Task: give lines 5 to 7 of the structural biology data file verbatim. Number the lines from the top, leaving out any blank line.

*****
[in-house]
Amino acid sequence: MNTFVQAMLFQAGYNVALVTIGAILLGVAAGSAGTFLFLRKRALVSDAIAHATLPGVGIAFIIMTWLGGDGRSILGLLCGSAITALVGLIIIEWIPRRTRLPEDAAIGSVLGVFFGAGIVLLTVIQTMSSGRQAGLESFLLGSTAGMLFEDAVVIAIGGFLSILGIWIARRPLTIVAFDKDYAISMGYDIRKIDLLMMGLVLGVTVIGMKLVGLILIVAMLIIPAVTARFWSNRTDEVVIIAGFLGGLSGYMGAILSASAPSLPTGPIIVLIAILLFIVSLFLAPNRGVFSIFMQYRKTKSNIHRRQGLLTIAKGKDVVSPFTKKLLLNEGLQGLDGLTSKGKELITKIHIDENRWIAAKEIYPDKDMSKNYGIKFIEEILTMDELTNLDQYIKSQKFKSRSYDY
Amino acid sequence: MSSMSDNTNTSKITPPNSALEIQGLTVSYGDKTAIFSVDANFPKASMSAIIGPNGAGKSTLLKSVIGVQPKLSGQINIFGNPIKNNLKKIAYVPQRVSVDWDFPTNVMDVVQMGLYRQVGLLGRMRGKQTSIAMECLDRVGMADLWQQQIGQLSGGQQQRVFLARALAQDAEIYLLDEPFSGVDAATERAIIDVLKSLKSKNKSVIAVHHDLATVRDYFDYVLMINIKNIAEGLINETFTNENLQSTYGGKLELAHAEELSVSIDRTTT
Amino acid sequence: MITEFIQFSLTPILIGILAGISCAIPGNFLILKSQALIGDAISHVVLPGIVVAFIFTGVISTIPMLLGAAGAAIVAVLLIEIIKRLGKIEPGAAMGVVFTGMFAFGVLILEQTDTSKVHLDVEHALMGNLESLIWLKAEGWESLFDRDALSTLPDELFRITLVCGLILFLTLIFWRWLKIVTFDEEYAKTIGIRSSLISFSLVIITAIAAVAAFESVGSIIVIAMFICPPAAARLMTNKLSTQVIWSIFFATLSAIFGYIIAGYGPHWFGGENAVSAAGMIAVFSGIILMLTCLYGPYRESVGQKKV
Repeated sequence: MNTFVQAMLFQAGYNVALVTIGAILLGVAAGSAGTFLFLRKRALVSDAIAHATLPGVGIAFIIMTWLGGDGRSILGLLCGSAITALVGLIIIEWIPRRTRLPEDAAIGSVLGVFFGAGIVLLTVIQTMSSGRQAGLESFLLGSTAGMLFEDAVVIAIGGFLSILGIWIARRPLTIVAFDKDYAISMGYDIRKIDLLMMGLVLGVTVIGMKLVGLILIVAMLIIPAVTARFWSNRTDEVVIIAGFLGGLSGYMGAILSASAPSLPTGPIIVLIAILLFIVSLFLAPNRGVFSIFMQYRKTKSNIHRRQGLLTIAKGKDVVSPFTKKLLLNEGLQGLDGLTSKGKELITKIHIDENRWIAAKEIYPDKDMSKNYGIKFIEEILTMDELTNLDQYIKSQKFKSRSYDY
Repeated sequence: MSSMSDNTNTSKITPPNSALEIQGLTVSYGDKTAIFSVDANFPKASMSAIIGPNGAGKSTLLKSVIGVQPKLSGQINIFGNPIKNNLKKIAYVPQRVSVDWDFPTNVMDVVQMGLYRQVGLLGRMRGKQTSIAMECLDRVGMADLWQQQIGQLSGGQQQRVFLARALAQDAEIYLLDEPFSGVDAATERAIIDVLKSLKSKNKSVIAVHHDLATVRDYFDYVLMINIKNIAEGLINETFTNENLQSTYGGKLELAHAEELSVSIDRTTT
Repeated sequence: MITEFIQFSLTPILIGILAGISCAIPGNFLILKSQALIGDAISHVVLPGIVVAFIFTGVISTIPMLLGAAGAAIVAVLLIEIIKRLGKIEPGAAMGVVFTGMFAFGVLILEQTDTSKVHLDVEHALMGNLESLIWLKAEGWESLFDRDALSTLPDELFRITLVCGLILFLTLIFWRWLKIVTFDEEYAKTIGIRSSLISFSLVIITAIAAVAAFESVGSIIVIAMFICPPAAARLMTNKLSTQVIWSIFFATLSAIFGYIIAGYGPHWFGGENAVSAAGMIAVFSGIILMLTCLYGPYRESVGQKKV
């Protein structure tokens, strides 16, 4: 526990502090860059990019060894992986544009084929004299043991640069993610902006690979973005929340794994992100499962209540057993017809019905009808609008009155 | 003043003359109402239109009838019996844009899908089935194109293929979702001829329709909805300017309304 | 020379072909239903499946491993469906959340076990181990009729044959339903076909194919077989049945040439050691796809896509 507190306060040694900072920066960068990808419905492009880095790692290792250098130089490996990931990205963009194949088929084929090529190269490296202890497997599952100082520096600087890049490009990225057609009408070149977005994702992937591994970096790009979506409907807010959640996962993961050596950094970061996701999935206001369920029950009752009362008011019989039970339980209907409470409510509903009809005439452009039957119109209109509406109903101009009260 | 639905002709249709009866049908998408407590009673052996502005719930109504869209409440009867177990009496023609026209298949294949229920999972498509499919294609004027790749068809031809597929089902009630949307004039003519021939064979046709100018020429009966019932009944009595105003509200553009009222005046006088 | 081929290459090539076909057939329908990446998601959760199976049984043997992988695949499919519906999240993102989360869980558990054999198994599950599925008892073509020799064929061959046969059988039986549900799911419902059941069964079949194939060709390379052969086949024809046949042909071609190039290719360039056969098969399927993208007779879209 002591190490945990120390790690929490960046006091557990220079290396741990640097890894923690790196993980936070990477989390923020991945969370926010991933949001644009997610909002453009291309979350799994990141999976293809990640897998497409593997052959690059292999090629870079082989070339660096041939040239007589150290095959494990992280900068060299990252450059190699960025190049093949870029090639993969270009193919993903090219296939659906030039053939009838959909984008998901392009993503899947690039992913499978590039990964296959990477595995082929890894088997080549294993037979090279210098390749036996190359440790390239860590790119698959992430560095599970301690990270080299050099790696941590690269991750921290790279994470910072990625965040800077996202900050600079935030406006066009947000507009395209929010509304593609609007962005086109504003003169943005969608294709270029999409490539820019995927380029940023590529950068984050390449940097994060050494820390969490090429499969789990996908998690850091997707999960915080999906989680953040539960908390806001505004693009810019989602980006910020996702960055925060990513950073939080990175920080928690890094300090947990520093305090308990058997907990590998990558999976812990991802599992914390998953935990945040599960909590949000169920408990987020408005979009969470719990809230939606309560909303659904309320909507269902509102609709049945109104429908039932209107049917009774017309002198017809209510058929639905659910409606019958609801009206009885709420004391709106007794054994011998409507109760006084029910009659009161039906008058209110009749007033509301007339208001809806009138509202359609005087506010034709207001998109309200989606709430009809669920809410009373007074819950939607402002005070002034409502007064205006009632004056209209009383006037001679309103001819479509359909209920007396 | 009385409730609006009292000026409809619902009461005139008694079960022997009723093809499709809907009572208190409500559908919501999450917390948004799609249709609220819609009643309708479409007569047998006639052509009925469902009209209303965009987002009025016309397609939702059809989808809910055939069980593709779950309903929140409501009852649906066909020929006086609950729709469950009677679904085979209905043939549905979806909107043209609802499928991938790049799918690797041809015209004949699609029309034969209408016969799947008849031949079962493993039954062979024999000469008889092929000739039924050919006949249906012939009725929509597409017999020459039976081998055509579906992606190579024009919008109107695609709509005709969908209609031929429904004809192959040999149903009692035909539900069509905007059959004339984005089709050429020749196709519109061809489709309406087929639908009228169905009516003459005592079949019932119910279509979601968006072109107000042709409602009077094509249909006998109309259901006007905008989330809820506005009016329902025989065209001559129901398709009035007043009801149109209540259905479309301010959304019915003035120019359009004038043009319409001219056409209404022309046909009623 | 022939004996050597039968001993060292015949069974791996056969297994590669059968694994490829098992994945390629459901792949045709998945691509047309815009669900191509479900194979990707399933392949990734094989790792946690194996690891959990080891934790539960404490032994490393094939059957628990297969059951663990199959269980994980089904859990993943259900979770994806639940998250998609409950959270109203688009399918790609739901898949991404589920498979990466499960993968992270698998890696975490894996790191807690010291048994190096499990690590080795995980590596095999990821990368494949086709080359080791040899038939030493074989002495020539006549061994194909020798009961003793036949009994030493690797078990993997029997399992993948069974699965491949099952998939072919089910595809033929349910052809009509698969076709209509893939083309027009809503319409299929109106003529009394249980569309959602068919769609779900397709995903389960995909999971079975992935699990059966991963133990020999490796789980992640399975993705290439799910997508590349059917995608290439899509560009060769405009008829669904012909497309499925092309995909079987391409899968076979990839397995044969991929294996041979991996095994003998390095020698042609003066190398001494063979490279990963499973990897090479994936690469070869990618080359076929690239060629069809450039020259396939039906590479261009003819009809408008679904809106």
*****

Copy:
Repeated sequence: MNTFVQAMLFQAGYNVALVTIGAILLGVAAGSAGTFLFLRKRALVSDAIAHATLPGVGIAFIIMTWLGGDGRSILGLLCGSAITALVGLIIIEWIPRRTRLPEDAAIGSVLGVFFGAGIVLLTVIQTMSSGRQAGLESFLLGSTAGMLFEDAVVIAIGGFLSILGIWIARRPLTIVAFDKDYAISMGYDIRKIDLLMMGLVLGVTVIGMKLVGLILIVAMLIIPAVTARFWSNRTDEVVIIAGFLGGLSGYMGAILSASAPSLPTGPIIVLIAILLFIVSLFLAPNRGVFSIFMQYRKTKSNIHRRQGLLTIAKGKDVVSPFTKKLLLNEGLQGLDGLTSKGKELITKIHIDENRWIAAKEIYPDKDMSKNYGIKFIEEILTMDELTNLDQYIKSQKFKSRSYDY
Repeated sequence: MSSMSDNTNTSKITPPNSALEIQGLTVSYGDKTAIFSVDANFPKASMSAIIGPNGAGKSTLLKSVIGVQPKLSGQINIFGNPIKNNLKKIAYVPQRVSVDWDFPTNVMDVVQMGLYRQVGLLGRMRGKQTSIAMECLDRVGMADLWQQQIGQLSGGQQQRVFLARALAQDAEIYLLDEPFSGVDAATERAIIDVLKSLKSKNKSVIAVHHDLATVRDYFDYVLMINIKNIAEGLINETFTNENLQSTYGGKLELAHAEELSVSIDRTTT
Repeated sequence: MITEFIQFSLTPILIGILAGISCAIPGNFLILKSQALIGDAISHVVLPGIVVAFIFTGVISTIPMLLGAAGAAIVAVLLIEIIKRLGKIEPGAAMGVVFTGMFAFGVLILEQTDTSKVHLDVEHALMGNLESLIWLKAEGWESLFDRDALSTLPDELFRITLVCGLILFLTLIFWRWLKIVTFDEEYAKTIGIRSSLISFSLVIITAIAAVAAFESVGSIIVIAMFICPPAAARLMTNKLSTQVIWSIFFATLSAIFGYIIAGYGPHWFGGENAVSAAGMIAVFSGIILMLTCLYGPYRESVGQKKV